Europäisches Humankapital: die Herausforderung für Mittel- und Osteuropa

DISCLAIMER: Die hier aufgeführten Ansichten sind Ausdruck der Meinung des Verfassers, nicht die von EURACTIV Media network.

Eine Fortdauer des Wirtschaftswachstums in Mittel- und Osteuropa solle nicht als selbstverständlich hingenommen werden, sagen die Autoren dieses Papiers des Think Tanks Lissabon-Rat (‚Lisbon Council for Economic Competitiveness and Social Renewal’).

The study, focusing on long-term economic and social trends in central and eastern European countries, is part of a project launched in 2006 – the Human Capital Index – that aims to define and measure EU member states‘ human capital – that is, knowledge and education figures as a decisive economic resource. 

The study takes into account the following factors: 

  • Human capital endowment: the cost of all types of education and training per person active in the labour force;
  • Human capital utilisation: how much a country’s human capital is deployed;
  • Human capital productivity: a country’s overall consumption divided by all the human capital employed in that country;
  • Human capital demography and employment: an estimation of the number of people who will be employed in 2035, considering the current economic, demographic and migratory trends. 

According to the authors, despite their observation that „nowhere in Europe has economic growth been as impressive and durable as in the countries of central and eastern Europe“, a major challenge remains overcoming the gap in human capital investment and utilisation in these countries.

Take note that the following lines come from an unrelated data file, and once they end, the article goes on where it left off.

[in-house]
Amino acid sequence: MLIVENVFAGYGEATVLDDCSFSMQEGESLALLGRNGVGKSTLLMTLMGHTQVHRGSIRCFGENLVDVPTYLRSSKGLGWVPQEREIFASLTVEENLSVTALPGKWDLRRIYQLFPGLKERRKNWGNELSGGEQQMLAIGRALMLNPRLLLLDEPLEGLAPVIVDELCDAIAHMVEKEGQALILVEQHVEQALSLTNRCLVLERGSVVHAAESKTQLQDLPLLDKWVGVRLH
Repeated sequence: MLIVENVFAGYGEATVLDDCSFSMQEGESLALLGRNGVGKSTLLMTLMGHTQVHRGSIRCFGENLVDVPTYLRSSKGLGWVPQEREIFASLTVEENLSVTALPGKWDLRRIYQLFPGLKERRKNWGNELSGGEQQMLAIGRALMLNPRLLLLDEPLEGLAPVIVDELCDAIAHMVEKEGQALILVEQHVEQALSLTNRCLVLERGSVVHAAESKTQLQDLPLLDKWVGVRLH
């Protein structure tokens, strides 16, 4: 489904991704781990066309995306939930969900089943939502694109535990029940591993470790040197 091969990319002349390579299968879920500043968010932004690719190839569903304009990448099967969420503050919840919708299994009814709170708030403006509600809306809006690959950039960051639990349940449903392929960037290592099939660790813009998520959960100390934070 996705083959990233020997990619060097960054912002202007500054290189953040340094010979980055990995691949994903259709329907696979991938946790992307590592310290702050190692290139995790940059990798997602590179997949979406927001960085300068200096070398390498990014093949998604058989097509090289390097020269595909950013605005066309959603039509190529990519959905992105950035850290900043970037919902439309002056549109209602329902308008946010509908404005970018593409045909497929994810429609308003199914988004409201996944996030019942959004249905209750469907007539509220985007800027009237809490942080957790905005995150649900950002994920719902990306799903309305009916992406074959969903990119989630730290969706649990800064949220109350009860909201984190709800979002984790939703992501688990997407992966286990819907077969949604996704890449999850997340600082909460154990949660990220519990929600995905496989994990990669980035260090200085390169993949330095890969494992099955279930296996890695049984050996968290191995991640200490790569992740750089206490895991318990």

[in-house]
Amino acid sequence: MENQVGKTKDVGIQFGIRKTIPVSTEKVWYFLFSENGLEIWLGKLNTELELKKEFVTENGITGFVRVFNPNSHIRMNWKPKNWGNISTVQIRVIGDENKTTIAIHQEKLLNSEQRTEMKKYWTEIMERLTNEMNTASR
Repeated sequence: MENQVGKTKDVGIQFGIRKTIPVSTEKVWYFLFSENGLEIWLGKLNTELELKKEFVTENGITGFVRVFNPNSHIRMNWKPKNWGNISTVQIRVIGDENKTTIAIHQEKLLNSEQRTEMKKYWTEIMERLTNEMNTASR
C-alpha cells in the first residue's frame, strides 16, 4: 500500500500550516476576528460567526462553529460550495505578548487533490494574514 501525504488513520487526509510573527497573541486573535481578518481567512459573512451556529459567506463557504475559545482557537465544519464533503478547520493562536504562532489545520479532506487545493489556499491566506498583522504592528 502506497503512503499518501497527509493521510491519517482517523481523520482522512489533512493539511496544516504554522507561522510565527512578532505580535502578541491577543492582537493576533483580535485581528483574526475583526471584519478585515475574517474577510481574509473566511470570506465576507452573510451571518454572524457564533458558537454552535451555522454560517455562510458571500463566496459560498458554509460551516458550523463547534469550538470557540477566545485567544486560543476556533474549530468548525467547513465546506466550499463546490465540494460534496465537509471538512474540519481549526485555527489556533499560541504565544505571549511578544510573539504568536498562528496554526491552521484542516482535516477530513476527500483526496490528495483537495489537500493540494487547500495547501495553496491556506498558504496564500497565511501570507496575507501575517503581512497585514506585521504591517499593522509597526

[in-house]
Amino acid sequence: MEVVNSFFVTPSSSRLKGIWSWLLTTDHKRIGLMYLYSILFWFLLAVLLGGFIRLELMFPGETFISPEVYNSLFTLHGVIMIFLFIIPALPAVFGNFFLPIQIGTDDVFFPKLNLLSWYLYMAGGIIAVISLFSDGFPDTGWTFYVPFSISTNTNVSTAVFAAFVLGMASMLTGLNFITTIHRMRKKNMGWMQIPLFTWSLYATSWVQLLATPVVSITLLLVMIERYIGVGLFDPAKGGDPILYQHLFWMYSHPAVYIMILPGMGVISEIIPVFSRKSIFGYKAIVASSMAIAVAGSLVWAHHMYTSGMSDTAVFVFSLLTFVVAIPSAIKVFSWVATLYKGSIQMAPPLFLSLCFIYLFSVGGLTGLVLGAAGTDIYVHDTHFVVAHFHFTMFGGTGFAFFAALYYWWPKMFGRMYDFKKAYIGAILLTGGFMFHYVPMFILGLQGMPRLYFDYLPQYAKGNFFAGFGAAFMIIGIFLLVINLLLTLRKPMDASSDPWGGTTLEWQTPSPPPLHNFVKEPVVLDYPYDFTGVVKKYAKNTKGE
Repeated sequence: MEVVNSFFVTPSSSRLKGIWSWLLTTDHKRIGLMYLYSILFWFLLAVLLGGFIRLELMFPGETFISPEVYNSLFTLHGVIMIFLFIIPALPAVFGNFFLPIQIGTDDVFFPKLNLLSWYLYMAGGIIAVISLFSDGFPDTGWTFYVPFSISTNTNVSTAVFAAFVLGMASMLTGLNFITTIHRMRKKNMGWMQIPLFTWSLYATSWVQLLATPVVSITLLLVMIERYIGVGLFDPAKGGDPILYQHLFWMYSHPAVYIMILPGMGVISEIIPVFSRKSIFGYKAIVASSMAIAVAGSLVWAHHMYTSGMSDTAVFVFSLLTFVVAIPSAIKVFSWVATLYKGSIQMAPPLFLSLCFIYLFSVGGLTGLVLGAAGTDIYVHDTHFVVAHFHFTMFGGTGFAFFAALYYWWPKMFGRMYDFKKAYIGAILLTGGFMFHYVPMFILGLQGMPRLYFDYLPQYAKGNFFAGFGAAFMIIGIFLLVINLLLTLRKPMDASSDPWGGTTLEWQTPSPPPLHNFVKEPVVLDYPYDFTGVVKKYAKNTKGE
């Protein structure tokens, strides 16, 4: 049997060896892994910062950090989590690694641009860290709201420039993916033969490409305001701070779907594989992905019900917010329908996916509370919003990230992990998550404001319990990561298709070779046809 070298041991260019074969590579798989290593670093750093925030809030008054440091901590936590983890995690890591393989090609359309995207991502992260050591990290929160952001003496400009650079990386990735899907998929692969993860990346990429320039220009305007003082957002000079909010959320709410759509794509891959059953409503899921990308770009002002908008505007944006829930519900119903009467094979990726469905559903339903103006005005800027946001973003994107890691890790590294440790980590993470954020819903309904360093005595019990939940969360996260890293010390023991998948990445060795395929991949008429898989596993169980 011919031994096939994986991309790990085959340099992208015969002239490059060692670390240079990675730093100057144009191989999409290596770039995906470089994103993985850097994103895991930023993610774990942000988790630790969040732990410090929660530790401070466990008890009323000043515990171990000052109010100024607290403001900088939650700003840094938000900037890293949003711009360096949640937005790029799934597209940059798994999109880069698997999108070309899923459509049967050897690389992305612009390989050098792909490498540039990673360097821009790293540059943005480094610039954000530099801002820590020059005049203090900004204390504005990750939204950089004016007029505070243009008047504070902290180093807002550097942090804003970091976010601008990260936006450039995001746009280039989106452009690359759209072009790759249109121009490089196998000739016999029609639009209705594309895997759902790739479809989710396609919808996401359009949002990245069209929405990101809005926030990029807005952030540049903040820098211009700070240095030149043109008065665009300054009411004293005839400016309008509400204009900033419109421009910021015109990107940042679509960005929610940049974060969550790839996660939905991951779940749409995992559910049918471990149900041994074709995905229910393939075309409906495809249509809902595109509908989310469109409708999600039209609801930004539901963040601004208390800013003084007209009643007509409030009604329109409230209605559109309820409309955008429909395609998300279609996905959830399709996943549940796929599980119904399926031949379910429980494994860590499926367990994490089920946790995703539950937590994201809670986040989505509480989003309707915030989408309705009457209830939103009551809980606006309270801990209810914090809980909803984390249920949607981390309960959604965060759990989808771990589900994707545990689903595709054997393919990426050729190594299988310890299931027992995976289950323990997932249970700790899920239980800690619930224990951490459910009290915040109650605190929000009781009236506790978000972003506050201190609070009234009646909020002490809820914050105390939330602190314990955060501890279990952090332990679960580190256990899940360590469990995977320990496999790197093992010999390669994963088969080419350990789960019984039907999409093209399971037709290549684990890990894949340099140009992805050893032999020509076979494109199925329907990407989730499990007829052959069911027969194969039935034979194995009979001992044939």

While central and eastern European countries have been „the engine of dynamism, mobility and flexibility“ that was lacking the EU-15, the human capital issue in these new member states could have a negative effect on the EU economy as a whole if nothing is done to bridge the gap, warns the authors.

The paper outlines a number of factors that threaten the economic performance of new member states, including adverse demographic developments, under-utilisation of human capital, the brain-drain and inadequate investment in education and skills. 

In order to secure future growth in central and eastern European countries and across Europe in general, the paper finally makes a number of recommendations targeting eastern and central European countries‘ political orientation: 

  • Improve public investment in education and skills;
  • Leave no socio-demographic group behind. The low birth rate and the brain drain make it compulsory to make every possible effort to integrate everybody into modern labour market, argue the authors;
  • Link the economy to the knowledge networks of the world by supporting the participation of universities, research institutions in technology and research networks in Europe;
  • Prepare for the ageing society to limit the impact of this demographic shift. 

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